Life and it’s counterpart Death have been on my mind lately. (When they can compete against the thoughts of food.) Death presents some interesting challenges, depending on the type of SHTF event that you’re dealing with.
How prepared are you for death?
Let’s look at a few scenarios. An epidemic, a large earthquake, and the absolutely certain.
An Epidemic – Doesn’t matter what the disease is. The hospitals have enough beds for the first what, 300? 500? Maybe the first 1000 if you’re at a large hospital. Eventually families will just have to deal with the dead and dying on their own. Having enough medical supplies to comfortably house and care for the sick and the dying takes more than any grocery store first aid kit will supply. I’m thinking you should know how to make and administer oral rehydration solutions. As long as you store sugar and salt, you can make your own. You should have sufficient masks for a 2 week (or more) quarantine. (Rangerman’s recommendation) And you’ll need a way to clean and sanitize LOTS of laundry. Your community would need a place to bury all the victims to avoid recirculating the disease. If funeral homes shut down due to illness themselves, or from excess demand, the public will have to familiarize themselves quickly about the realities and responsibilities of dealing with their death.
A Large Earthquake – The midwest is due for one, the San Andreas is due for one, it could happen. Hospital and funeral homes and morgues, all would be in the same danger as every other structure during an earthquake. Victims would be hard to find if there was enough rubble. The immediate need would be to tally the dead, so that you can account for the living. No sense in assuming someone is dead, if in fact they are alive and in need of help. Tied in with this is the identification of the dead. Tatoos, piercings, scars, these can all help with identification if dental records can’t be had. Knowledge of tourniquets, pressure bandages, head injury care and bone splinting would all come in handy. Again, that pre-made first aid kit isn’t going to cut it for long.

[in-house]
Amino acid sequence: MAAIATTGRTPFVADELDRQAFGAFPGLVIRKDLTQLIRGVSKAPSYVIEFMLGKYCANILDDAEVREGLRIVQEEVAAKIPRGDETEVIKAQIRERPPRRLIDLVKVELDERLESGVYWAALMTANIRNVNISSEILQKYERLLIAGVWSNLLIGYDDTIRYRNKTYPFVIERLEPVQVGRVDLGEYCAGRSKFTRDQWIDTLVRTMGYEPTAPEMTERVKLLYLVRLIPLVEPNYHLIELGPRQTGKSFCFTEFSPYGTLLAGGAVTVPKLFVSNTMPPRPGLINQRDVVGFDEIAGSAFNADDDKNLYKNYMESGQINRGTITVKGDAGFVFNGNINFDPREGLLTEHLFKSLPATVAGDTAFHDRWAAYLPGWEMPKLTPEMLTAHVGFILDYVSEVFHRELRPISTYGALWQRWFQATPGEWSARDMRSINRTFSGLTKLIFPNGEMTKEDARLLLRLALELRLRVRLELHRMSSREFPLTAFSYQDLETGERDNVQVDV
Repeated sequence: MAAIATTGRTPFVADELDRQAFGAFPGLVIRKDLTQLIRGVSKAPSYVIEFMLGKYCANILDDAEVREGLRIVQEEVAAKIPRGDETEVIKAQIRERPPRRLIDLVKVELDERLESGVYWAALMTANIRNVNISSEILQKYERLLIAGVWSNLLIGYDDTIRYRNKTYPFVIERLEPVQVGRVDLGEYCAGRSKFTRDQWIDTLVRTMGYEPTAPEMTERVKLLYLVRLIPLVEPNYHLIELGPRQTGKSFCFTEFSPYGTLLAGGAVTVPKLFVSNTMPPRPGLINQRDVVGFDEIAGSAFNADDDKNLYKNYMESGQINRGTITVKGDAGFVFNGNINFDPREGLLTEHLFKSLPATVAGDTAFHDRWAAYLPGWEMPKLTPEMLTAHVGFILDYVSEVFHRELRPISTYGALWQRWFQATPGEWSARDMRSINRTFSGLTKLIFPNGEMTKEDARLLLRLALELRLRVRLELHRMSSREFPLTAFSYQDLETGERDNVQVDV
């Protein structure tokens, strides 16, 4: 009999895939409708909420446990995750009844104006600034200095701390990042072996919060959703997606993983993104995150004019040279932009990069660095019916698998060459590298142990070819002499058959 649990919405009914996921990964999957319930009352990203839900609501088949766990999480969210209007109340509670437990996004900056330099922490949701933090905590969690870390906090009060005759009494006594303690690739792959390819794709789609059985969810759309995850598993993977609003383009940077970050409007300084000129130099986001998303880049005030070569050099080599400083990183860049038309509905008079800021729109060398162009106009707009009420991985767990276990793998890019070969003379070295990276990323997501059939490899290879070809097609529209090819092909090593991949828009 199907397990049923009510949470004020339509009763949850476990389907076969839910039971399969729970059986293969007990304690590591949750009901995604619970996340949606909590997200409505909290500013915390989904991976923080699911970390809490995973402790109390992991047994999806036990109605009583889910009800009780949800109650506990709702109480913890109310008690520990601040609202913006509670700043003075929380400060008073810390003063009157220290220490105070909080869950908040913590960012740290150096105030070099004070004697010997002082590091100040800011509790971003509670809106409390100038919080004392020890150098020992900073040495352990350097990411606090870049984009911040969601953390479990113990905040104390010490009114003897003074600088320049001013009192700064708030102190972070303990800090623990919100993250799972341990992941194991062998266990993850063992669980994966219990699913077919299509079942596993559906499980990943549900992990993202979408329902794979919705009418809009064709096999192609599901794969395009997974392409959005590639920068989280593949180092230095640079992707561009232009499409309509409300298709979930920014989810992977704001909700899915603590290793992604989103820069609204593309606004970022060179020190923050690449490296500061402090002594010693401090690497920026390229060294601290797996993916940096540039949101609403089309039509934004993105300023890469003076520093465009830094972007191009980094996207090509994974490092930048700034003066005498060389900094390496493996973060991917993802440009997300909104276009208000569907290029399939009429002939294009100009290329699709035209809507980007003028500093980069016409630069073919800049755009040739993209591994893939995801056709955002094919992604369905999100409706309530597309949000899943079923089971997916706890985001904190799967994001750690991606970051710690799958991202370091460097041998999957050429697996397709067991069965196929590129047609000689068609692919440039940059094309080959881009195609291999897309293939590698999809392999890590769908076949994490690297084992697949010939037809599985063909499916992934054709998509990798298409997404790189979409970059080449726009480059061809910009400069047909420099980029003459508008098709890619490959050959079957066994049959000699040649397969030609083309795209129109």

Everybody Dies – It doesn’t even take an earthquake or epidemic, it’s just going to happen. Have you discussed with your family what you want done when you die? Do you want to spend your hard earned money on chemicals to preserve your remains? How about a hermetically sealed box made of metal and plastic? That’s what the average $12-15K that most Americans spend on funerals will get you. Then your body full of it’s poisons, safely in it’s super-fund box, gets crammed into a landfill full of other poison filled corpses. It’s not cheap and it takes a certain amount of energy and infrastructure.
There are other options of course, but most require a bit of pre-planning on your part as well as the willingness to convey your wishes to those you’ll leave behind. Cremation is an option, coupled with a fabric shroud or unfinished wood box, it’s quite a bit easier to arrange. It’s also an order of magnitude cheaper.
And then there’s the old standby shovel + hole = burial. You might not think it, but 43 out of 50 states preserve families’ rights to bury their own dead, including Iowa. There’s paperwork to get done, if you’re really doing things DIY.
But families in seven states (CT, IN, LA, MI, NE, NY, UT) face legal obstacles. Astonishingly, those states have seen fit to require families to engage a funeral home for everything from filing the death certificate, to transporting the casket, to getting the body released from the hospital. Whether the family wants to hire a funeral director or not, whether they can afford to pay one or not.
Talk to your family about your wishes, make some arrangements, double check that your beneficiaries on policies and savings accounts are all correct. Make sure your spouse knows how to log into the joint checking accounts and access loan agreements and medical information.
A selection of links to get you thinking in the right directions.
Home Burials in Vermont – A Guide From the Health Department – A very helpful guide to the necessary paperwork families must complete if they choose a home funeral. Josh Slocum of FCA, and Lisa Carlson of the Funeral Ethics Organization, co-wrote and edited portions of the guide in cooperation with the state of Vermont.
California Consumer Guide to Funeral and Cemetery Purchases – A plain-language guide to funeral consumer rights under California law, including instructions for home-funeral families.
Kansas Board of Mortuary Arts FAQ – a quick rundown of funeral consumer options, with brief instructions on legal requirements for home funerals.
– Calamity Jane